Management of mental health problems in young people in primary care
Early intervention has been identified as a key priority to help improve health outcomes. For youth with mental health
problems early intervention may potentially prevent these problems from continuing into adulthood.19 Psychological
problems, such as behaviour and conduct issues, significant truancy and excessive anxiety, may be the precursors to
adult mental health disorders.
In any young person presenting with mental health problems, an assessment of suicide risk should always form part
of the initial consultation and risk should be continually monitored.
Structured clinical assessment tools
A structured clinical assessment tool can be used to help gain a more complete understanding of the patient’s
wellbeing. These tools are intended as a guide for questioning. Other factors, such as the specific presenting problem
and clinical judgement, may alter the flow of questions within a consultation.
The following tools could be used:
- Home: general behaviour, conduct, manageability
- Education: behaviour, progress
- Activities: attention span, anxiety, ability to finish tasks, friendship
- Relationships: with peers, parents, whānau, recent changes, bullying
- Temper: mood
- Size: weight change, appetite
- Home: existing and new relationships, communication
- Education/Employment: school grades, work hours, responsibilities
- Eating: body image, weight changes, dieting, exercise
- Activities: with peers, whānau
- Drugs: tobacco, alcohol, other drugs, use by self, whānau, friends
- Sexuality: sexual identity, relationships, coercion, contraception, pregnancy, sexually transmitted
- Suicide and depression: sadness, boredom, sleep patterns, loss of enjoyment
- Safety: injury, violence, rape, bullying, weapons
A strengths-based approach to management
Most young people with mild to moderate mental health problems can be managed in primary care with
advice, active support and monitoring. Referral to other services may be required for severe problems and for some
conditions, e.g. a suspected psychotic disorder. Referral may also be required to access specialised therapies, e.g.
cognitive behavioural therapy or psychotherapy.
The overall aim of management is to promote a positive attitude and encourage development of the skills required
to help overcome issues affecting the person. Using a strengths-based approach helps to identify and develop these
strengths and positive attributes.
A strengths-based approach for mental health problems
A strengths-based approach helps to build confidence, motivation and self esteem. Key components include:
- Identification and development of skills and strengths – these may not always be obvious or recognised
by the young person or the people around them
- Building of motivation to deal with problems
- Increasing social interaction and enhancing relationships. Encourage social interactions especially with whānau,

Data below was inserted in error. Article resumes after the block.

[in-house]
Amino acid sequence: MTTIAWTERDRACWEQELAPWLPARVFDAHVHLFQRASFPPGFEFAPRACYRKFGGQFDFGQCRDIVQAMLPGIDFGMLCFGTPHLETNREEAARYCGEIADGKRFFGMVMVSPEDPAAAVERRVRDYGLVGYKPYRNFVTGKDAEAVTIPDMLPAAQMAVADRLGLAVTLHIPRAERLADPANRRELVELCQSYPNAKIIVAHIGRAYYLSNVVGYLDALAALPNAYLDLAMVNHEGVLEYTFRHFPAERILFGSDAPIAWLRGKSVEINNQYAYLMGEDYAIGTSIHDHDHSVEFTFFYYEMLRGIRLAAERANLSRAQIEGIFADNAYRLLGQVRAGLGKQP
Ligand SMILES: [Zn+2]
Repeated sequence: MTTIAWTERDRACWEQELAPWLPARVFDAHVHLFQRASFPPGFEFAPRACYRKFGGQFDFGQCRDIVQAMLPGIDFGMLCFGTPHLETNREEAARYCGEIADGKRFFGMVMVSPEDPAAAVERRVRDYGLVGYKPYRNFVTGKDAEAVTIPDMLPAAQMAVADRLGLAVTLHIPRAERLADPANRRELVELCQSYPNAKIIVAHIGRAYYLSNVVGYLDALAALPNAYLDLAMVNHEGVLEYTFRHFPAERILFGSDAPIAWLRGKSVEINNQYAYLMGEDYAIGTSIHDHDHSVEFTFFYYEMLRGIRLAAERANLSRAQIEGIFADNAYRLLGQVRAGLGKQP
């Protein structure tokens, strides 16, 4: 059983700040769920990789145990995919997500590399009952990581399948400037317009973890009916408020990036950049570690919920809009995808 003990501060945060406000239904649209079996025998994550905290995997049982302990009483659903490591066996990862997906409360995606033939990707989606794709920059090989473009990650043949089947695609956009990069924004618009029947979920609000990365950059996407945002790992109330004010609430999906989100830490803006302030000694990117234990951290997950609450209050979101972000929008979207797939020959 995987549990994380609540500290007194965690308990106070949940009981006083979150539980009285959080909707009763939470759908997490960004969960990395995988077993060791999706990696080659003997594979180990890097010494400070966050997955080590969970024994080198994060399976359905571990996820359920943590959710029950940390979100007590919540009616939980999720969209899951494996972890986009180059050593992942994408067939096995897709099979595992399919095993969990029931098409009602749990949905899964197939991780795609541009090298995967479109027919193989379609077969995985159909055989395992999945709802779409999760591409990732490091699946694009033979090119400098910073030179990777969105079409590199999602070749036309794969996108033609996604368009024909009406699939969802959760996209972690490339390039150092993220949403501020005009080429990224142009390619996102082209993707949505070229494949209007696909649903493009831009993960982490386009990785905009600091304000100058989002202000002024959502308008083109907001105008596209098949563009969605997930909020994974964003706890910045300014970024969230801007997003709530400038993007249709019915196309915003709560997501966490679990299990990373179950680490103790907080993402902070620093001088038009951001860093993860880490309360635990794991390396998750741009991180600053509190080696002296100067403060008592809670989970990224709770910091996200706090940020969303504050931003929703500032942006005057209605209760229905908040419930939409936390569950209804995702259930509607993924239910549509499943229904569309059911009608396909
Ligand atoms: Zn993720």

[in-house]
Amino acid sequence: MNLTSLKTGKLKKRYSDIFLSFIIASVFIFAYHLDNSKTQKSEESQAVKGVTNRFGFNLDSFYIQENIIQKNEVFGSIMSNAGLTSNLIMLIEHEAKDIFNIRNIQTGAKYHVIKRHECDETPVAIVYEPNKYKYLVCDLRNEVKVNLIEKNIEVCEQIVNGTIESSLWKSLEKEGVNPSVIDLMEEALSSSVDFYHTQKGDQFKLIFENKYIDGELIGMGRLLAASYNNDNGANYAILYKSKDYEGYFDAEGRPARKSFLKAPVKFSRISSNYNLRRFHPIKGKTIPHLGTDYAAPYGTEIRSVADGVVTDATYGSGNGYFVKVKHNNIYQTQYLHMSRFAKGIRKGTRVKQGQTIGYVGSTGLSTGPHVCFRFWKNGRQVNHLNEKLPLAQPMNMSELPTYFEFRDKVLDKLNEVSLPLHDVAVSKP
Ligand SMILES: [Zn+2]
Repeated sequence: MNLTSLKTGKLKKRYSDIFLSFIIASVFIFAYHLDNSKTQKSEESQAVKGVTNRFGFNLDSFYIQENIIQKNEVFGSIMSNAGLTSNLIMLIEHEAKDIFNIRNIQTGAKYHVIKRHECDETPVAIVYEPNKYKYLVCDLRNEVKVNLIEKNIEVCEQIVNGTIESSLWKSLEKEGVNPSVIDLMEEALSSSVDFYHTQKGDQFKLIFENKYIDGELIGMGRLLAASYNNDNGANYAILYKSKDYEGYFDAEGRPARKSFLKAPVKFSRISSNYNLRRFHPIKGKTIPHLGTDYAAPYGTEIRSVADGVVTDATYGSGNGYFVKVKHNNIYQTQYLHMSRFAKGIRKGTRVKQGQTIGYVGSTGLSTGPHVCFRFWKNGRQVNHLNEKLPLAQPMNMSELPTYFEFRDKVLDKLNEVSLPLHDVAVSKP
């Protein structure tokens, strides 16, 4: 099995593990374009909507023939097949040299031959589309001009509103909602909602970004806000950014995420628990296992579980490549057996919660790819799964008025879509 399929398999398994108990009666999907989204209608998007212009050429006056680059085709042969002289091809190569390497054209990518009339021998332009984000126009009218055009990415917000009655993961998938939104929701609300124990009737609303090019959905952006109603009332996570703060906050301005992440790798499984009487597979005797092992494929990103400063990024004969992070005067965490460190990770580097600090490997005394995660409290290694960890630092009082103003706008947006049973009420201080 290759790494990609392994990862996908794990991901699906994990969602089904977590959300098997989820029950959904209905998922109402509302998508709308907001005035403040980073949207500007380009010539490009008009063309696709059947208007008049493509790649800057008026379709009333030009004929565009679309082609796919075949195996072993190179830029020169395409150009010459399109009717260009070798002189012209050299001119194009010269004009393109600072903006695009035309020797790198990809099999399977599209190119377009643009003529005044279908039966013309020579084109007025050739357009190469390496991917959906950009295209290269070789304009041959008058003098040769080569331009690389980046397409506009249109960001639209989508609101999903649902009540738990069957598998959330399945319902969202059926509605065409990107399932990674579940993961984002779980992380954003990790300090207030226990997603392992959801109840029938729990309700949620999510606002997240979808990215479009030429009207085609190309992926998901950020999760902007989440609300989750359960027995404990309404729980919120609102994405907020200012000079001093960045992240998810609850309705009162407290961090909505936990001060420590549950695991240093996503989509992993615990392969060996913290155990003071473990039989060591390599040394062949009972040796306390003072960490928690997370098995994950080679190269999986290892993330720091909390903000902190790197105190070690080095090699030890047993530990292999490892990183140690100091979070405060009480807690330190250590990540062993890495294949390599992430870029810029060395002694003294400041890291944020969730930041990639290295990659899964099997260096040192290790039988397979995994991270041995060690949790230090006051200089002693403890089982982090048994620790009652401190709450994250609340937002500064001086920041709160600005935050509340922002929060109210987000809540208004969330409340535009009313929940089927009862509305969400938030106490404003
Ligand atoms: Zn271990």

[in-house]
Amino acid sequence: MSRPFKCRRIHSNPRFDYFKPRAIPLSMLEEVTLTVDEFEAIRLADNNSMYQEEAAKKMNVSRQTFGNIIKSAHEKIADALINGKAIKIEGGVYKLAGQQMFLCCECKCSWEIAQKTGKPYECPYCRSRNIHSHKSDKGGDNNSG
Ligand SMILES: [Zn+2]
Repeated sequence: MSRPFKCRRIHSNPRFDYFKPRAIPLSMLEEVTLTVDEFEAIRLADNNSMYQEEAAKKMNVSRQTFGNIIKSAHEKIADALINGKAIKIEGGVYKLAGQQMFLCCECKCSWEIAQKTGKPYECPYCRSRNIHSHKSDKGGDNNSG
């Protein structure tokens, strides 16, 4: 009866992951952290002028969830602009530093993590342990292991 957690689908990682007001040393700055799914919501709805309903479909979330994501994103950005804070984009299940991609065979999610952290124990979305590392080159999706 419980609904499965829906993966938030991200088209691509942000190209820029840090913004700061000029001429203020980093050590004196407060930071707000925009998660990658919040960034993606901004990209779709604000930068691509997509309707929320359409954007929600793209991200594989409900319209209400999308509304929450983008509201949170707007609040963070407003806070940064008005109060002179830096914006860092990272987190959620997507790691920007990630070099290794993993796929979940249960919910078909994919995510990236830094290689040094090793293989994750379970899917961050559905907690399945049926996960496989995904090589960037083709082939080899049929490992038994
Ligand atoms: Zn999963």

friends and school or work contacts.
Encourage the young person to adopt coping strategies and to take an active role in their management, as this
may be empowering and a significant influence in promoting recovery.15
Listening to and appreciating the unique perspective of a young person may help them feel valued and appreciated.15 Help
the young person to think of a trusted adult that they can talk to. This may not necessarily be a parent, particularly
if the parental relationship is the cause of any distress. Support may come from someone else in the whānau such
as a grandparent, uncle or aunt. In some cases the trusted adult may be an outreach worker, practice nurse or GP. Ensure
the patient knows how to access urgent help if required.
Offer self management advice including guidance on exercise, sleep hygiene, stress management and misuse of alcohol
and other substances. Provide educational information for the young person and their whānau, including web-based
resources. Ensure there is a plan for follow-up and ongoing monitoring of suicidality. Consider referral to support
services such as counselling, group therapy and other outreach services. Check if follow-up is in place for young people,
who have been discharged from secondary care following admission for self-harm or mental health problems.
Medication in young people with mental health problems
Some young people with moderate to severe mental health problems, particularly depression, may require
medication. However, it is recommended that GPs only prescribe antidepressants for young people in consultation with
a psychiatrist or paediatrician. Fluoxetine may be used for major depression in young people, but requires careful
monitoring to detect any worsening of symptoms, suicidality or changes in behaviour.20
For further information see BPJ
Special Edition (Feb, 2010), “Depression in Young People” and the bestpractice Decision Support Depression